“Many people nowadays live in a series of interiors…disconnected from each other. On foot everything stays connected, for while walking one occupies the spaces between those interiors in the same way one occupies those interiors. One lives in the whole world rather than in interiors built up against it.”
Rebecca Solnit, Wanderlust: A History of Walking
When I started Little Red Walking Hood, the whole impetus was that I get out of the car and onto my own two feet. Happily, this feat is much easier to accomplish now that we live in the city. Here there are so many shops, restaurants, and funky little hipster havens nearby that Damon and I have little choice but to set out most days at lunchtime on foot and see where we end up.

Today Damon and I set off to try the nearby Ridgeback Café.  We had been lightly bickering about what time to go, as I tend to like breakfast foods while he only wants lunch fare, so when Damon came downstairs and suggested we leave extra early I was shocked and pleased. Willy-nilly I wandered out of the house in socks and sandals, looking truly native. Yet it was the opposite kind of fashion that caught my eye. A smartly dressed couple walked past us, the woman dripping expensive jewelry even as she peered at us from around an enormous package of Charmin Sixteen Roll Extra Absorbent Double Ply toilet paper. The man, dressed dapperly in a suit, held foot-long french bread and a box of six wines. I  thought this a comical sight, especially sidling past me in my socks and sandals, but when walking a city on foot, you really must hone in on essentials. Superfluous is hard to carry.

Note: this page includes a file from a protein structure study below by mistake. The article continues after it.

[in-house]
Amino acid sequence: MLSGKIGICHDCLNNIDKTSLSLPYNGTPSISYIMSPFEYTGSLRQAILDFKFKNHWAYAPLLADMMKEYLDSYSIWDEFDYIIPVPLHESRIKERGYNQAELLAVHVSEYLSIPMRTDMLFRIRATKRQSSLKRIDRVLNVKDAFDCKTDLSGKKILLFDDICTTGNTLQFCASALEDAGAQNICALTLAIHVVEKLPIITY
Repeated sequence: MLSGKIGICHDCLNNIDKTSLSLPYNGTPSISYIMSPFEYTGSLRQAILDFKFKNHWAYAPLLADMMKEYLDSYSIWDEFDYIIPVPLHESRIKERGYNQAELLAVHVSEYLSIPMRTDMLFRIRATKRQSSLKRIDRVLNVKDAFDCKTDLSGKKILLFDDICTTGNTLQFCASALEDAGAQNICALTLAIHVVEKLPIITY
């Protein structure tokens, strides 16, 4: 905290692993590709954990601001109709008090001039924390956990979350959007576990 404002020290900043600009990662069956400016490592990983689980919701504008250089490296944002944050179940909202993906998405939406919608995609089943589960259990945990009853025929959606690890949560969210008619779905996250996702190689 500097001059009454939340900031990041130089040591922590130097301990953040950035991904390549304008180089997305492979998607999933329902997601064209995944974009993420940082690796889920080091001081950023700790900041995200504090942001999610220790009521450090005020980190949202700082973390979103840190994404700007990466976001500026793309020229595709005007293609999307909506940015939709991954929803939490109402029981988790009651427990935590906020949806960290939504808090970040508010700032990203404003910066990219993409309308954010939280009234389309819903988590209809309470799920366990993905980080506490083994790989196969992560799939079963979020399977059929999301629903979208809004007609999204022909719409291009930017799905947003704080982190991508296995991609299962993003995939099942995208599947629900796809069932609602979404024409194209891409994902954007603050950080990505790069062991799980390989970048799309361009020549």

Once seated at the Ridgeback Cafe, Damon and I were surprised to discover their specialty is crepes, especially given the urban atmosphere. A bit timidly we ordered a sausage and spinach crepe to share (that is our one rule of eating lunch out – we split a single entrée and drink water so that the bill stays under $15.00). It was beyond delicious. “This place might just save our marriage!” Damon declared, swoony over our lunch-time luck. “This has just the right amount of breakfast for you, lunch for me. It’s the perfect compromise meal!”

Damon and the kids are experts at compromising with me now, because they know how I feel about relying on the car. They are resigned to walking most everywhere, which is why when I craved ‘grown-up’ food this past Saturday night, Damon agreed to walk to the store with me for two fresh lobsters. Even though the one store with a lobster tank was two miles away, we set out happily enough, gobbling blackberries along the route, and eventually we had two clawed crustaceans in our grubby paws, accompanying us back home.

As we walked up the hill past the zoo I thought how amusing it would be if our two lassoed lobsters clawed their way out of the grocery bag and dropped to the ground in some sort of daring escape plan. The folks zooming past us in cars would spy a middle-aged couple chasing fresh Maine lobsters past the Seattle Zoo and declare, “Hmm…curiouser and curiouser!”  But, alas, our lobsters seemed timid and unadventurous, and stayed meekly hidden inside their plastic holding cell all the way to the cooking pot.

As we carried those lobsters down the P-patch hill towards home I felt a bit like Alice in Wonderland. I was no longer just Little Red who’d lost her way in the forest, but Alice waking up in Wonderland. Everything was suddenly “curiouser and curiouser” and waiting to be explored.

“Will you walk a little faster?”
Said a whiting to a snail,
“There’s a porpoise close behind us,
Treading on my tail.”
See how eagerly the lobsters
And the turtles all advance!
They are waiting on the shingle –
Will you come and join the dance?
So, will you, won’t you, won’t you,
Will you, won’t you join the dance?
Will you, won’t you, will you,
Won’t you, won’t you join the dance?
Here in the city I feel there’s a purpose to my walking, too. It’s to join the dance, and walk into Wonderland.
(“Little Red Riding Hood” by John Everett Millais. “Lobster Quadrille” by Carolee Clark)